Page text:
United States District Court, D. Delaware
ROCHE DIAGNOSTICS OPERATIONS, INC. and CORANGE INTERNATIONAL LIMITED, Plaintiffs,
ABBOTT DIABETES CARE, INC.; ABBOTT DIABETES CARE SALES CORPORATION; BAYER HEALTHCARE, LLC; DIAGNOSTICS SERVICES, INC.; LIFESCAN, INCORPORATED, and NOVA BIOMEDICAL CORPORATION, Defendants.
before the Court is Plaintiffs' (collectively,
"Roche") motion for review of the Clerk's
taxation of costs. (D.I. 1103). The issues are fully briefed.
(D.I. 1104, 1107, 1108). For the reasons stated herein,
Roche's motion is DENIED.
sued Nova for patent infringement on November 21, 2007. (D.I.
1). On January 11, 2008, Nova filed patent and non-patent
counterclaims. (D.I. 47 at 7-13). At a pretrial hearing on
January 21, 2010, Judge Farnan indicated that he would
resolve Roche's patent claims with a Rule 54(b) judgment
in Nova's favor and proceed with a separate trial on
Nova's non-patent counterclaims. (D.I. 859 at 5:24-6:6,
6:17-8:1). Following the trial of Nova's counterclaims, a
jury returned a verdict in Roche's favor on February 2,
2010. (D.I. 807). The Court subsequently denied Nova's
post-trial motions. (D.I. 847, 848). On July 27, 2010, the
Court entered judgment in Roche's favor on Nova's
counterclaims and entered judgment in Nova's favor on
Roche's patent claims. (D.I. 850, 851). Both parties
appealed. (D.I. 852, 863). On appeal, the Federal Circuit
consolidated Roche's patent claims and Nova's
counterclaims, affirming the district court's judgment on
Nova's counterclaims but vacating the judgment of
non-infringement and remanding for further proceedings on
claim construction for the term "electrode." (D.I.
948-1 at 2-3). The Federal Circuit's Mandate was filed in
the district court on March 5, 2012. (D.I. 948). Roche timely
filed a Bill of Costs, which Nova opposed, and which the
Clerk denied as premature. (D.I. 949, 954, 997).
more than two years addressing the claim construction for
"electrode, " the Court entered a final judgment of
non-infringement in Nova's favor on January 16, 2015.
(D.I. 1032). Roche again appealed. (D.I. 1035). On appeal,
the Federal Circuit affirmed the district court's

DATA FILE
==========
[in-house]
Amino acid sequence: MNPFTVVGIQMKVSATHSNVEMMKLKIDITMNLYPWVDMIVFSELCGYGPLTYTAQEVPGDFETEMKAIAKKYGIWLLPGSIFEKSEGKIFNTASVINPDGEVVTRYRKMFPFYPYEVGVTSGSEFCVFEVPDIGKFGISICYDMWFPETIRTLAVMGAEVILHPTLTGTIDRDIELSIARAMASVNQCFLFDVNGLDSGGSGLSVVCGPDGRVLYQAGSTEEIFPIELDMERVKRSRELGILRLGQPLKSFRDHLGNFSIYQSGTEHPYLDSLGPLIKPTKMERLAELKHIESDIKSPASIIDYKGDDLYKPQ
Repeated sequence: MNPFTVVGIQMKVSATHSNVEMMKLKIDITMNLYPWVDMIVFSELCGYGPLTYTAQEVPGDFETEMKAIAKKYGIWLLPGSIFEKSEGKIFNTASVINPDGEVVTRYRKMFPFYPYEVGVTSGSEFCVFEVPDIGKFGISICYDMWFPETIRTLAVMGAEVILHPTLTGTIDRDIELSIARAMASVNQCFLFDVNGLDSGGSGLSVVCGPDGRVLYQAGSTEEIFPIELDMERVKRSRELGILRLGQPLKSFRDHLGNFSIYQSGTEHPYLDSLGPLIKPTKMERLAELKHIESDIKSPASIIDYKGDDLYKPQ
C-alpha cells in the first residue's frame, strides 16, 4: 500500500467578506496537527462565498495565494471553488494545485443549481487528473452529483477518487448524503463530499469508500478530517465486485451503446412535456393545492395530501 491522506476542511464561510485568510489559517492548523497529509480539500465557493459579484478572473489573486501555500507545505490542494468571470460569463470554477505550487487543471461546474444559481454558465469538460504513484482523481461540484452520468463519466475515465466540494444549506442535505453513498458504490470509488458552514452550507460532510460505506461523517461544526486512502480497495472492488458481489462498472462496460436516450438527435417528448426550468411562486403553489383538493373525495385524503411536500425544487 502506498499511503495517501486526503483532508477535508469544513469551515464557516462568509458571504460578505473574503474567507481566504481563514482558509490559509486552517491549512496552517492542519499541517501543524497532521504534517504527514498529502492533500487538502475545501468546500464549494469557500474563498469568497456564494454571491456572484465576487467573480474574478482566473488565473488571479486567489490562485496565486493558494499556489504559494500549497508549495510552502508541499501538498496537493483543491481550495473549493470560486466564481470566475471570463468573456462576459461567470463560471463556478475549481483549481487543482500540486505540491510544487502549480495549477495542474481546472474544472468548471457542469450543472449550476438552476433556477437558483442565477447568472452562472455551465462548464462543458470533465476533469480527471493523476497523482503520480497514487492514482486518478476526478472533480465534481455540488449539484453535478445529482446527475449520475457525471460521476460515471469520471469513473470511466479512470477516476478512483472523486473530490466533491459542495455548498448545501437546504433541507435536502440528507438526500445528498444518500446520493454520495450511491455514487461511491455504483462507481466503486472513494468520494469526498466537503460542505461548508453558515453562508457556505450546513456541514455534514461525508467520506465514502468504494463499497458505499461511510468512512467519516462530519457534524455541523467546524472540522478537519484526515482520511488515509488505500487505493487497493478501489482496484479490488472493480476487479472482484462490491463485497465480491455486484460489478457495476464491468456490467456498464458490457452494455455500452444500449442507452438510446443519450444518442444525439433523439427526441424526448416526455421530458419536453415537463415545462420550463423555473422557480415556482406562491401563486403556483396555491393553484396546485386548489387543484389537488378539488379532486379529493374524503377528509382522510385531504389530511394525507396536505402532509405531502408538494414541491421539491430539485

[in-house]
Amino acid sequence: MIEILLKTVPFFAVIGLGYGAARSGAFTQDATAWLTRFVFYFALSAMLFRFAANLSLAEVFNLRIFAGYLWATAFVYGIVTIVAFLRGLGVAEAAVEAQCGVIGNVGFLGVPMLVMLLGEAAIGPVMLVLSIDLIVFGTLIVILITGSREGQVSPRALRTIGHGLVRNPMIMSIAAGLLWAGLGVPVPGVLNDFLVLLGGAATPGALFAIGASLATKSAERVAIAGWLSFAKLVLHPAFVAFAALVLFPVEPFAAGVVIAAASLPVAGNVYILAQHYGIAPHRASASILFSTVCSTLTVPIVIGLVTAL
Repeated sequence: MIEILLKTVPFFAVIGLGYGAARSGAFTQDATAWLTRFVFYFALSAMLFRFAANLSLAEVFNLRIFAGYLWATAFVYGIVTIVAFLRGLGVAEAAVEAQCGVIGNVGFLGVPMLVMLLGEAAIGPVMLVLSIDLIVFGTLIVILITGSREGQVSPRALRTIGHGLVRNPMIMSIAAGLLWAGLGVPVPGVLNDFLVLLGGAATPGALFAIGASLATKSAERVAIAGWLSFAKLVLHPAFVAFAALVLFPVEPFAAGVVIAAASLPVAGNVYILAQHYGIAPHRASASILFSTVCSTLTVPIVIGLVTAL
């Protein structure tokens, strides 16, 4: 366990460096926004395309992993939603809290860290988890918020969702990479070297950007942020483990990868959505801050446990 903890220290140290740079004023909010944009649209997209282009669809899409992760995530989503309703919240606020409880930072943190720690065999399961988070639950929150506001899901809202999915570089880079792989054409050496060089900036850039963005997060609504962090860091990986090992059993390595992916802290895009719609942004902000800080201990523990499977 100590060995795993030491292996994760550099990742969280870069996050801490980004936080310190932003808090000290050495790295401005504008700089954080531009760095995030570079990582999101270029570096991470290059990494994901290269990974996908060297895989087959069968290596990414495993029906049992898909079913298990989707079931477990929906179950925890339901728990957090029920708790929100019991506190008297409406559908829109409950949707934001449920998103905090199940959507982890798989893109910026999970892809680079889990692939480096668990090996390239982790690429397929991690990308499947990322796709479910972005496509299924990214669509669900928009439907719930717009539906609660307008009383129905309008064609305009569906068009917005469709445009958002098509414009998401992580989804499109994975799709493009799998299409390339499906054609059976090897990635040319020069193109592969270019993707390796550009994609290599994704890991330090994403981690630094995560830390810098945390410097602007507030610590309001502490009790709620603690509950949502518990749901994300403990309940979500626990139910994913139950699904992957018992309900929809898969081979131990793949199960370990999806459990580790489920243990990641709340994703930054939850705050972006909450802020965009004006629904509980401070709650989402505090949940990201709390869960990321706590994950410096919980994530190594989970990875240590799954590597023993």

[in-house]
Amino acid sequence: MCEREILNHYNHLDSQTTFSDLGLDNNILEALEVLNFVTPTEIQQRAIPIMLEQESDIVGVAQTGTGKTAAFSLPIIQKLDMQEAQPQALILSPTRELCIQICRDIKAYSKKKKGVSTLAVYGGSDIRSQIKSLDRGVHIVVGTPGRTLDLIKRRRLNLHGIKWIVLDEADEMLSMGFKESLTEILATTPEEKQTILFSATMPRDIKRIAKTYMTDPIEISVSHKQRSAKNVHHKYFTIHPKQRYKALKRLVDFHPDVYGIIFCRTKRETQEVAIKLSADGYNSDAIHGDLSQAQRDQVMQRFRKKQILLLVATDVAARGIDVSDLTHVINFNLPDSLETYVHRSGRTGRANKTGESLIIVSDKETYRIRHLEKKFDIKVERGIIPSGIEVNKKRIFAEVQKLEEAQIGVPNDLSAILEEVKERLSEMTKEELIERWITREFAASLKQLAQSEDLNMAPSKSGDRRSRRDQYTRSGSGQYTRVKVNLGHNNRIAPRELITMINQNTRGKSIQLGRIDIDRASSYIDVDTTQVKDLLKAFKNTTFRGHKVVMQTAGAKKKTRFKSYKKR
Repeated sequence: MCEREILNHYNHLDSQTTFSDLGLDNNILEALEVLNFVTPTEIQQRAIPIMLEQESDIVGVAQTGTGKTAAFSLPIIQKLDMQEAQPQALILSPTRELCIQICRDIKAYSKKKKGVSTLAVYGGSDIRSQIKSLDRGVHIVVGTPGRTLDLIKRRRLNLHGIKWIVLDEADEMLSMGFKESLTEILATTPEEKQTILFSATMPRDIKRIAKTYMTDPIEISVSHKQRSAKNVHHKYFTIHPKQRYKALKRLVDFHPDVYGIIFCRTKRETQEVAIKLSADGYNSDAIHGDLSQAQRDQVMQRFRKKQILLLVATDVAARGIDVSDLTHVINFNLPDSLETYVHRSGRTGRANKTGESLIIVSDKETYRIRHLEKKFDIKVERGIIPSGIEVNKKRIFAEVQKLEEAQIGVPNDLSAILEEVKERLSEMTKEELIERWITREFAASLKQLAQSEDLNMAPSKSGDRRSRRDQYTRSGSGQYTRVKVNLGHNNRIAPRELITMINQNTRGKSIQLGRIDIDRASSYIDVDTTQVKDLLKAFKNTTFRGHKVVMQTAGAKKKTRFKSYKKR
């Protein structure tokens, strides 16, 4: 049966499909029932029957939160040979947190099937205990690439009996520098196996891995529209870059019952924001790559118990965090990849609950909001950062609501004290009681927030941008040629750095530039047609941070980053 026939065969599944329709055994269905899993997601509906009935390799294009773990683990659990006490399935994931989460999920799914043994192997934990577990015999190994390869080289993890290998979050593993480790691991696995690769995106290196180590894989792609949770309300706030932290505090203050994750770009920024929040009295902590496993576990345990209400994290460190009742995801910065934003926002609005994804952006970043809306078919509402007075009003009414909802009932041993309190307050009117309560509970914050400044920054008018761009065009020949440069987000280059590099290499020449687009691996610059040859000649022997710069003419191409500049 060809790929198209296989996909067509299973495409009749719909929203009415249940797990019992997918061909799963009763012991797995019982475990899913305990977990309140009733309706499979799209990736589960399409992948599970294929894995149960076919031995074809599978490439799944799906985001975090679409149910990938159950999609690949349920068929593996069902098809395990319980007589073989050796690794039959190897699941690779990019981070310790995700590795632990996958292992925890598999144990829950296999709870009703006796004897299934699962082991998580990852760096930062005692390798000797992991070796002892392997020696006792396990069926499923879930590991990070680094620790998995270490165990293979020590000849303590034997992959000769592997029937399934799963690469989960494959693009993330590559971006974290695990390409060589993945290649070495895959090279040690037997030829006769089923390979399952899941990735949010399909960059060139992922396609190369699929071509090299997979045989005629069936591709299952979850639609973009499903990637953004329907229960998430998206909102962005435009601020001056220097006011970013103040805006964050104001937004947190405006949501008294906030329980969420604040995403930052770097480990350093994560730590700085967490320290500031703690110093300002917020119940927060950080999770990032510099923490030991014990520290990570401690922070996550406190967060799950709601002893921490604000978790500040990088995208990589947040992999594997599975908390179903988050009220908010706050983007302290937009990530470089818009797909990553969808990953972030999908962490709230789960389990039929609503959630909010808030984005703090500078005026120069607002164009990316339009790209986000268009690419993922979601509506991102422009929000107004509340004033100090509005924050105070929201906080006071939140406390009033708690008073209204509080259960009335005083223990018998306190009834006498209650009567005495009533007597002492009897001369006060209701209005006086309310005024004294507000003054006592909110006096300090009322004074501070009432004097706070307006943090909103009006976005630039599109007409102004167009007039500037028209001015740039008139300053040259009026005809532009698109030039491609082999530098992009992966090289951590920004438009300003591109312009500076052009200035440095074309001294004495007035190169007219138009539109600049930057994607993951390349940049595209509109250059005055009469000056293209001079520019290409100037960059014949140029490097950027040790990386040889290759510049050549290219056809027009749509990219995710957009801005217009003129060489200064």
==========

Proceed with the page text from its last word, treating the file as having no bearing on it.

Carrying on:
judgment of non-infringement. (D.I. 1041-1 at 3). The Federal
Circuit's Mandate was filed in the district court on
October 31, 2016. (D.I. 1041).
parties filed timely motions for attorneys' fees, which I
referred to Judge Thynge. (D.I. 1049, 1050). On October 3,
2017, Judge Thynge issued a Report and Recommendation
("R & R"), in which she recommended that I deny
both parties' motions. (D.I. 1091). The R & R also
found that the district court had treated Roche's patent
claims as though they had been raised in a separate lawsuit
from Nova's non-patent counterclaims, and that Roche was
the prevailing party with regard to Nova's non-patent
counterclaims. (D.I. 1091 at 35). Both parties filed
objections to the R & R, and each responded to the
other's objections to the R & R. (D.I. 1092, 1093,
1097, 1098). Nova's objections did not include any
objection to the R & R's finding that Roche's
patent claims and Nova's non-patent counterclaims were
separate and distinct, or to the finding that Roche was a
prevailing party with respect to Nova's non-patent
counterclaims. (See D.I. 1092). But Nova did raise
these objections in its response to Roche's objections to
the R & R. (D.I. 1097, p. 1 n.3). In resolving the
parties' motions for attorneys' fees, I adopted the
findings of fact and conclusions of law in the R & R.
(D.I. 1110 at 1).
also filed a timely renewed bill of costs for its successful
defense of Nova's counterclaims (D.I. 1042), to which
Nova objected (D.I. 1047). Citing Local Rule 54.1(c), on
February 2, 2018, the Clerk denied Roche's renewed bill
of costs on the basis that the determination of the
prevailing party was a matter "within the discretion of
the Court." (D.I. 1102 at 3-4). Roche then filed a
motion for review of the Clerk's taxation of costs. (D.I.
1103). Nova now opposes Roche's motion. (D.I. 1107).
Rule of Civil Procedure 54(d)(1) governs costs awards. It